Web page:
To the editor:
In their May 15 editorial "Saving polar bears?" the Review-Journal editors continue to lump ecological scientists in with the green movement and continue to repeat falsehoods about the theory of global warming.
As a scientist and an educator, I cannot stand being characterized as someone who wants to "shut down our modern industrial and technological society entirely." The editors should explain how we got car-pool lanes, recycling and nuclear power plants without shutting down industrialized society. We can adapt, invent and conserve. The well-meaning scientists who monitor the health of the planet should not be summarily lumped in with the lunatic fringe.
The editors are also wrong when they state that the perceived threat to the polar bear is "all based on cobbled-together computer models." Warming has been observed all around the world, but the great effects are occurring in the Arctic. These are empirical observations, as are declines in the fecundity of the Hudson Bay population of polar bears. As recognized by Interior Secretary Dirk Kempthorne, polar bears use sea ice for hunting seal pups during a critical period between the birth of the seals and the ice break-up. As a result of plainly evident warming in the region, the bears' hunting period has declined over several years, which has reduced their average energy intake and fecundity.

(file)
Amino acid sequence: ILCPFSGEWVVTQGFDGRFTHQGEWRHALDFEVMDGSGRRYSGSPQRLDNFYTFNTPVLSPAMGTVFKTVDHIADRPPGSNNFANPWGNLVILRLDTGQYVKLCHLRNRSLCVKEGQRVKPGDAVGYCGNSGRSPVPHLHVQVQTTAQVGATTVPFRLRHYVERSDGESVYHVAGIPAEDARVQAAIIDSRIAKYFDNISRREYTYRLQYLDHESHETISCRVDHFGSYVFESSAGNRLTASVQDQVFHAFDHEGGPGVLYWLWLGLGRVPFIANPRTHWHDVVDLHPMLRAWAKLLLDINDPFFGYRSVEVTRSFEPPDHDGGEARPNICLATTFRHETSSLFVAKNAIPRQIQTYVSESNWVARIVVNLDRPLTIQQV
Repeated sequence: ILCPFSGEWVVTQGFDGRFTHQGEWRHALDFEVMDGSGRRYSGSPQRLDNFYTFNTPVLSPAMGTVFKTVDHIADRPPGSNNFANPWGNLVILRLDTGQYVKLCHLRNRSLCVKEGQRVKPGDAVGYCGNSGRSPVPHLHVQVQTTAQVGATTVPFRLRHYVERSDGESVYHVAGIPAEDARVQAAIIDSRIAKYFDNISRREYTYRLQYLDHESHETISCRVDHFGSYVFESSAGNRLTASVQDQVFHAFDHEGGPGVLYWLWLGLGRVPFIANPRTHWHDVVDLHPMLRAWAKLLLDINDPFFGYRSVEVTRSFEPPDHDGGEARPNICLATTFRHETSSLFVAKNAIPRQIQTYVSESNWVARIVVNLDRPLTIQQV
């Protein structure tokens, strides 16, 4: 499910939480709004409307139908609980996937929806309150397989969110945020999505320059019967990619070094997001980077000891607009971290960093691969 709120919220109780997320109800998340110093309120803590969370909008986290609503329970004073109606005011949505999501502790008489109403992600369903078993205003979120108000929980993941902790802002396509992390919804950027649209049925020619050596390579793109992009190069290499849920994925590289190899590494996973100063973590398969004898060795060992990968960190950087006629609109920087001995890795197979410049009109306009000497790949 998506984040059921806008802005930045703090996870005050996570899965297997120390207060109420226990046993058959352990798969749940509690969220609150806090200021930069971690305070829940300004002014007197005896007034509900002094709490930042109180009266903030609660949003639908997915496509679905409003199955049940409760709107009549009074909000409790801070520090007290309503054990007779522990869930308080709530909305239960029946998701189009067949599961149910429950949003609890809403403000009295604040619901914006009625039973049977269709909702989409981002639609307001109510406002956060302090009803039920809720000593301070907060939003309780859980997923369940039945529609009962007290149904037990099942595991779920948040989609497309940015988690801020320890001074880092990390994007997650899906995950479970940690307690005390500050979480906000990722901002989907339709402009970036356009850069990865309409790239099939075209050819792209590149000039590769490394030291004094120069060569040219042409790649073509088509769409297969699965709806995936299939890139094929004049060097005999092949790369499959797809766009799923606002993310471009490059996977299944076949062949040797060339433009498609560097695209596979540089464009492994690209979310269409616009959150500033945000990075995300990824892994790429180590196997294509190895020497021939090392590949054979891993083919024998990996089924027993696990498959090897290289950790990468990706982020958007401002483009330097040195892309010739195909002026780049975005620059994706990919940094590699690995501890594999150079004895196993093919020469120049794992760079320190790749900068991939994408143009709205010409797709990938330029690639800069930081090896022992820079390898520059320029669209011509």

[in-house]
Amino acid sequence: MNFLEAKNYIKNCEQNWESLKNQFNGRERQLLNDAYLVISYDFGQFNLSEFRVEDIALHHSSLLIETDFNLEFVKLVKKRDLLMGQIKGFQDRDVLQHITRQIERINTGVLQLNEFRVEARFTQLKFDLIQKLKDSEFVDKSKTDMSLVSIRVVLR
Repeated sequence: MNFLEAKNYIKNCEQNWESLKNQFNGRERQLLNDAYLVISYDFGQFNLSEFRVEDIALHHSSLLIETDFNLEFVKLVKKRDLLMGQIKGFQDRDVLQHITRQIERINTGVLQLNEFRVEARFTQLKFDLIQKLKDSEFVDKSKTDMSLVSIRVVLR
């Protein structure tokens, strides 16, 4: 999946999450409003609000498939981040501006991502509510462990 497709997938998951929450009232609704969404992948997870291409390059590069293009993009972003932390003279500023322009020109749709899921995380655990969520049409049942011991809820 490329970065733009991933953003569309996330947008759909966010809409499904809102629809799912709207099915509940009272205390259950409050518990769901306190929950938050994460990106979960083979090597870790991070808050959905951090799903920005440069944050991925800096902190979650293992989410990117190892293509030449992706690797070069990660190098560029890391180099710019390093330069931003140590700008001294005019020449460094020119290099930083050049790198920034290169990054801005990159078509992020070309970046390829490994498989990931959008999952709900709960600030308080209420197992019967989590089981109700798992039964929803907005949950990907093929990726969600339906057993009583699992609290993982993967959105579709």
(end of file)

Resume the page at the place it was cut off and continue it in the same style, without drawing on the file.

Other than as a political argument, why would the listing of the polar bear be a controversial decision? According to the Endangered Species Act, an endangered species faces an imminent risk of extinction, while a threatened species faces a foreseeable risk of extinction. Certainly there is a foreseeable risk of extinction for the polar bear. My understanding is that a threatened listing does not require the habitat protections that an endangered listing carries, so why the fuss? With a threatened listing, the wildlife scientists working for the Bush administration finally earn their paychecks, while Secretary Kempthorne can still hold the party line about the uncertainties of climate forecasts.
Meanwhile, the bear gets a few extra protections until the day that its status is revisited.